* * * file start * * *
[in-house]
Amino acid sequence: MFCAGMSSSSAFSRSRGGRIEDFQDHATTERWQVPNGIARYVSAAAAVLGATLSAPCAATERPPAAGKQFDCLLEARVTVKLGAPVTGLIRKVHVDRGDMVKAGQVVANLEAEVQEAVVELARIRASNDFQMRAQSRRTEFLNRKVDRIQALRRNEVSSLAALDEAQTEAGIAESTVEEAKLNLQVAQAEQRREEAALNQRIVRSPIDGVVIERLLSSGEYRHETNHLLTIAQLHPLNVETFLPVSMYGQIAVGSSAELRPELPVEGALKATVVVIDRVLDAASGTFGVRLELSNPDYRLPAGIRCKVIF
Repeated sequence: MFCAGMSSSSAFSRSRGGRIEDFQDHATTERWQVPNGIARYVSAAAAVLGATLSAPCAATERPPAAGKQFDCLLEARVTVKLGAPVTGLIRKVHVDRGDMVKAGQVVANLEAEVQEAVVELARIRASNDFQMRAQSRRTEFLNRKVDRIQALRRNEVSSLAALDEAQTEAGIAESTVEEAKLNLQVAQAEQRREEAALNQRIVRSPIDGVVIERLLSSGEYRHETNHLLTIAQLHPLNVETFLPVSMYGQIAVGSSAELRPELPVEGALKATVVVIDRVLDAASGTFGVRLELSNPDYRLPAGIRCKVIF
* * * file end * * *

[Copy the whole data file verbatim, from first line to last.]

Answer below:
[in-house]
Amino acid sequence: MFCAGMSSSSAFSRSRGGRIEDFQDHATTERWQVPNGIARYVSAAAAVLGATLSAPCAATERPPAAGKQFDCLLEARVTVKLGAPVTGLIRKVHVDRGDMVKAGQVVANLEAEVQEAVVELARIRASNDFQMRAQSRRTEFLNRKVDRIQALRRNEVSSLAALDEAQTEAGIAESTVEEAKLNLQVAQAEQRREEAALNQRIVRSPIDGVVIERLLSSGEYRHETNHLLTIAQLHPLNVETFLPVSMYGQIAVGSSAELRPELPVEGALKATVVVIDRVLDAASGTFGVRLELSNPDYRLPAGIRCKVIF
Repeated sequence: MFCAGMSSSSAFSRSRGGRIEDFQDHATTERWQVPNGIARYVSAAAAVLGATLSAPCAATERPPAAGKQFDCLLEARVTVKLGAPVTGLIRKVHVDRGDMVKAGQVVANLEAEVQEAVVELARIRASNDFQMRAQSRRTEFLNRKVDRIQALRRNEVSSLAALDEAQTEAGIAESTVEEAKLNLQVAQAEQRREEAALNQRIVRSPIDGVVIERLLSSGEYRHETNHLLTIAQLHPLNVETFLPVSMYGQIAVGSSAELRPELPVEGALKATVVVIDRVLDAASGTFGVRLELSNPDYRLPAGIRCKVIF